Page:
This was a fish caught within the limits of the law; a genetically modified fish stocked in a man-made tail water. Extraordinary efforts were made to keep it alive so it could be released to be caught again, but it didn’t survive. Kudos to all involved. I wish it had survived, but I can’t mourn its loss. Not to take away from the accomplishment, but this wasn’t a native wild trout, born in the river that beat the odds and survived in a difficult natural environment; one that passed its superior genes on to another generation, strengthening the species for the future. It was a stocker that likely grew obese eating the guts of other stockers. It was a nice catch. Records are what they are. Would have been nice to release it alive, but not a great loss that it died.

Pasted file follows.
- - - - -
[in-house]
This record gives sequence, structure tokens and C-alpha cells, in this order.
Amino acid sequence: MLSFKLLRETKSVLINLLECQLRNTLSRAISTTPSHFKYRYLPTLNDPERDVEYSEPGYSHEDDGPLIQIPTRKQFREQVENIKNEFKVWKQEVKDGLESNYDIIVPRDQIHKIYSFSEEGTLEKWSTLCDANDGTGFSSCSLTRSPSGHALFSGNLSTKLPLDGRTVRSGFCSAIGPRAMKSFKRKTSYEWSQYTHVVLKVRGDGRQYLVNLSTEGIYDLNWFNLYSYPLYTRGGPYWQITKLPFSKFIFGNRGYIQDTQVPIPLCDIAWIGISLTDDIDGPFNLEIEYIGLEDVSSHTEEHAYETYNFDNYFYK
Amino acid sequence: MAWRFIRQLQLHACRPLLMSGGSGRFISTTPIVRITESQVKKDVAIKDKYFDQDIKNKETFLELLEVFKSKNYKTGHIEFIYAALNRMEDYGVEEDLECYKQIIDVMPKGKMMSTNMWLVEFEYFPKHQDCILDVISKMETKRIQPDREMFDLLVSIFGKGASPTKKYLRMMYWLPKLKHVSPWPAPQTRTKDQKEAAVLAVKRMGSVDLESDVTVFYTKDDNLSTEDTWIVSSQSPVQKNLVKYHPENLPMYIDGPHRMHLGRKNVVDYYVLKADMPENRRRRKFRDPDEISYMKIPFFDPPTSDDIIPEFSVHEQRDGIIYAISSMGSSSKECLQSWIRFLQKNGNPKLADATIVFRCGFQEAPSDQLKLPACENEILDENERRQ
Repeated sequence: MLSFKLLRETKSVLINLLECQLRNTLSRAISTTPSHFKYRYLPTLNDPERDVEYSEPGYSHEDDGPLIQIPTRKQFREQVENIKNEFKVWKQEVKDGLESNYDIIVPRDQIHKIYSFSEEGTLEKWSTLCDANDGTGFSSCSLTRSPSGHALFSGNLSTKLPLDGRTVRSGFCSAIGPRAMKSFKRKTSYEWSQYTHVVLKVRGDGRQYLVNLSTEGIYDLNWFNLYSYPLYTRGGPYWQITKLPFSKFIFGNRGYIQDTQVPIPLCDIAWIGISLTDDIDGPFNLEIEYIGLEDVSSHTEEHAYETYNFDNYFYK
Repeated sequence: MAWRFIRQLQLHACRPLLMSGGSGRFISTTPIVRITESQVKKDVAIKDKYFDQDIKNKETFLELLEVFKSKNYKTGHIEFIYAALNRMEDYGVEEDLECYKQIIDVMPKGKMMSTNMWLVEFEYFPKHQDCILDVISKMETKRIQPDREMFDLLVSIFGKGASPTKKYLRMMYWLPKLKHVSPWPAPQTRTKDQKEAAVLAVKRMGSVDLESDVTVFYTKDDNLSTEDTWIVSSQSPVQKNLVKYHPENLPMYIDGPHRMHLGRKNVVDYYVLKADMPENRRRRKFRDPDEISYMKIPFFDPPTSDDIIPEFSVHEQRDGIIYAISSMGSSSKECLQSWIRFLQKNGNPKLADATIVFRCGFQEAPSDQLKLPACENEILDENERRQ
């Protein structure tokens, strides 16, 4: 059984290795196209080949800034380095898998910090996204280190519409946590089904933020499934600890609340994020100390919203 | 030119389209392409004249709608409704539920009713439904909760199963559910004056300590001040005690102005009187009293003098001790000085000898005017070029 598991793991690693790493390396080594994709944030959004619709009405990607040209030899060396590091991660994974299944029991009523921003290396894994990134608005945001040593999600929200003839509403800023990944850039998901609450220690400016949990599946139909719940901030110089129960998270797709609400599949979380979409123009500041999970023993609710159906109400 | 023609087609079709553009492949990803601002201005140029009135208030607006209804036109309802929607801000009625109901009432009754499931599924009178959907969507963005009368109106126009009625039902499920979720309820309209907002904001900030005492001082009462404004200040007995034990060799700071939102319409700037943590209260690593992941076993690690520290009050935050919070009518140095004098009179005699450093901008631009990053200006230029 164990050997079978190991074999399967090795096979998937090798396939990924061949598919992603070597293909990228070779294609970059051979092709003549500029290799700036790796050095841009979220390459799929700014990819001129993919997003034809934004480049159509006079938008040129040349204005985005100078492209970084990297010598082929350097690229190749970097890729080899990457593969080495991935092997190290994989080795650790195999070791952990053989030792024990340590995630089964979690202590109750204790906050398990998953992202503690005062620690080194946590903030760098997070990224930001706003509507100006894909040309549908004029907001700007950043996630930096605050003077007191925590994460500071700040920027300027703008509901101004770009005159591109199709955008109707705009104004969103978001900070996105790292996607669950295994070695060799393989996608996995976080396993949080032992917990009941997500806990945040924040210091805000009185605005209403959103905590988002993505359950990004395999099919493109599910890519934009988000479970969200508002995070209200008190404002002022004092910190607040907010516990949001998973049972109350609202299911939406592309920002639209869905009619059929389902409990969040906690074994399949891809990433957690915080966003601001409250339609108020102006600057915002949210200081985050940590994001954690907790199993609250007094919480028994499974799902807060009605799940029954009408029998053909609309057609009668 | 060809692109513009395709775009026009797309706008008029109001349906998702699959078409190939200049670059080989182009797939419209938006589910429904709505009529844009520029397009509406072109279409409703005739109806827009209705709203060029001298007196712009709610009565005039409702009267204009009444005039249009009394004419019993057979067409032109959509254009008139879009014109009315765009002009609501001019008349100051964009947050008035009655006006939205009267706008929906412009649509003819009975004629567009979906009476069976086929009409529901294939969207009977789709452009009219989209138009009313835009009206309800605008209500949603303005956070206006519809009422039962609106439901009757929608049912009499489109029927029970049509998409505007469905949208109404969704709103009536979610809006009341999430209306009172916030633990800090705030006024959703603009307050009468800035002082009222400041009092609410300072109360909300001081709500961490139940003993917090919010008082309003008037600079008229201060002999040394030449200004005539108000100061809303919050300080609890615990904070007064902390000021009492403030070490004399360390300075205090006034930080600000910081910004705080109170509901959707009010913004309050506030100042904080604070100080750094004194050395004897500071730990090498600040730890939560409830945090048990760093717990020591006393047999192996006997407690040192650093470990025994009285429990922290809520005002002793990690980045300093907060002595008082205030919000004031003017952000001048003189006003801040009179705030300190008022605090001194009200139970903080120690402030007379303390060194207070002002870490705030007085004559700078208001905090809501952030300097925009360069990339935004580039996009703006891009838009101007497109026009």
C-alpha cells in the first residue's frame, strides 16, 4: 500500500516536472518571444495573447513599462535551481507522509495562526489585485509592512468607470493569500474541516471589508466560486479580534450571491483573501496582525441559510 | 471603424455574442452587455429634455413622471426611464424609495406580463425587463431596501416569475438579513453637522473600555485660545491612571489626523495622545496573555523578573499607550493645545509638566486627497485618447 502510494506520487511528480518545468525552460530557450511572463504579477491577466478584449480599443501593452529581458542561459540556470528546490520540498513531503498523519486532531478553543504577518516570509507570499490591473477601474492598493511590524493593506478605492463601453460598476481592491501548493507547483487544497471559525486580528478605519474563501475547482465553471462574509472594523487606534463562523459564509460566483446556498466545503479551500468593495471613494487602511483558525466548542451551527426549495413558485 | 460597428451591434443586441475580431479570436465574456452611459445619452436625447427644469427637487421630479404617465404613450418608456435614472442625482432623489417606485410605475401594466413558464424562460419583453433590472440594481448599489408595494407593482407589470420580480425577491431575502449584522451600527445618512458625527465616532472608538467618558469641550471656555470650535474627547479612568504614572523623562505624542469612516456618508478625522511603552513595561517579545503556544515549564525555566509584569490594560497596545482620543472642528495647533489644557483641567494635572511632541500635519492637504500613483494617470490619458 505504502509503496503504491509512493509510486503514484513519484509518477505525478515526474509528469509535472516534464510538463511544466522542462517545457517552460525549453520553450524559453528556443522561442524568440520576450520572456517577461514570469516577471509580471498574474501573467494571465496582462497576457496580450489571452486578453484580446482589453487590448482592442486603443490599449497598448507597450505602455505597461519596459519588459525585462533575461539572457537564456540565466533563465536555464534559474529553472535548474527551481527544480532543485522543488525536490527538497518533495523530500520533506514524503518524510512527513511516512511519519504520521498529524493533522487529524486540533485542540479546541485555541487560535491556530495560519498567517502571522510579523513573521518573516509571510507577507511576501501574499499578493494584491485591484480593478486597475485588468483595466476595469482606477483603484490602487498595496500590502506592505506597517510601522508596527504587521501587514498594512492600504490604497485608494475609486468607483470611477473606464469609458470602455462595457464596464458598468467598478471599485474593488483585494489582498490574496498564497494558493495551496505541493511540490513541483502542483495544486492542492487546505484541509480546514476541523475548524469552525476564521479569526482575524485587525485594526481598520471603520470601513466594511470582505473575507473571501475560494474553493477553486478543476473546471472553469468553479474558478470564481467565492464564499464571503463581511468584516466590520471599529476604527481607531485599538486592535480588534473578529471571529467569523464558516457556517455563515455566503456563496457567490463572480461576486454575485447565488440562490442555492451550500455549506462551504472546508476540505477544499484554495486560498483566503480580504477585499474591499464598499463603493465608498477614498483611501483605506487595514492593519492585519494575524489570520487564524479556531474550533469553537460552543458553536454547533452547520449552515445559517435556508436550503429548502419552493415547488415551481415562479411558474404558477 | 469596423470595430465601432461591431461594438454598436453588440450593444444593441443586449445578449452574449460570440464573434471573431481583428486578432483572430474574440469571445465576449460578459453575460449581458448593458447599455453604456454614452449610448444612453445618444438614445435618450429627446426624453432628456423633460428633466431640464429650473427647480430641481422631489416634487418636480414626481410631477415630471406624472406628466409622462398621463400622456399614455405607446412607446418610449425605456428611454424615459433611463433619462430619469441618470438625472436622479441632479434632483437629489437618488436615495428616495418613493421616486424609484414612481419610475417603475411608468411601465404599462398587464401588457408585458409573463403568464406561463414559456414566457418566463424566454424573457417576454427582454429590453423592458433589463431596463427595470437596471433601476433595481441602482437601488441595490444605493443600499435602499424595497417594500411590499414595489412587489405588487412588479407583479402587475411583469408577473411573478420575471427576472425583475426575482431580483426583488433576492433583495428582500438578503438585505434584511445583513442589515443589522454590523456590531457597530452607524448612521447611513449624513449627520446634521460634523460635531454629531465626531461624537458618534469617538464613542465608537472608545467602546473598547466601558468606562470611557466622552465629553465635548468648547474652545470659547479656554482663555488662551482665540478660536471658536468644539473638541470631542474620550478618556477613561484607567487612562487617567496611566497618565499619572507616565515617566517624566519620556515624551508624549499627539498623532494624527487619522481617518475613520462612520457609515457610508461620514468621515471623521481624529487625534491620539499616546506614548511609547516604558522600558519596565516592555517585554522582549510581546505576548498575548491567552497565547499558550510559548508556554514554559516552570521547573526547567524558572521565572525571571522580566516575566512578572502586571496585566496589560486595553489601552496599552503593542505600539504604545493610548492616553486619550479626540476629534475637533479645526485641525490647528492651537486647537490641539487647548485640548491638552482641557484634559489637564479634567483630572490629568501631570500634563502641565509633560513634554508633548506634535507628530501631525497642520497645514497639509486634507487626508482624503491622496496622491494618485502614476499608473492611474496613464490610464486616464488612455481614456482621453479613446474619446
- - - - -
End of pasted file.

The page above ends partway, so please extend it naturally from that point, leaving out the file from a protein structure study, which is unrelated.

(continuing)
21. 2 points
    rps

    What's Cooking?

    All home made. Smoked brisket. Sauce. Potato salad.
  22. 2 points
    Personally, I'd have a hard time hauling in a potential record - it all depends on the circumstances. If it was clear it would kill the fish... I don't know. I get real funny when I'm worried about a big fish's health... I can't help it. Everything was working well with Bill's catch. It didn't fight long and hard. He got it back to the dock quickly and it was swimming on its own in the tank. Everybody was excited because they knew it should be weighed and released.
  23. 1 point
    wily

    Final attack w/ 6hp mud buddy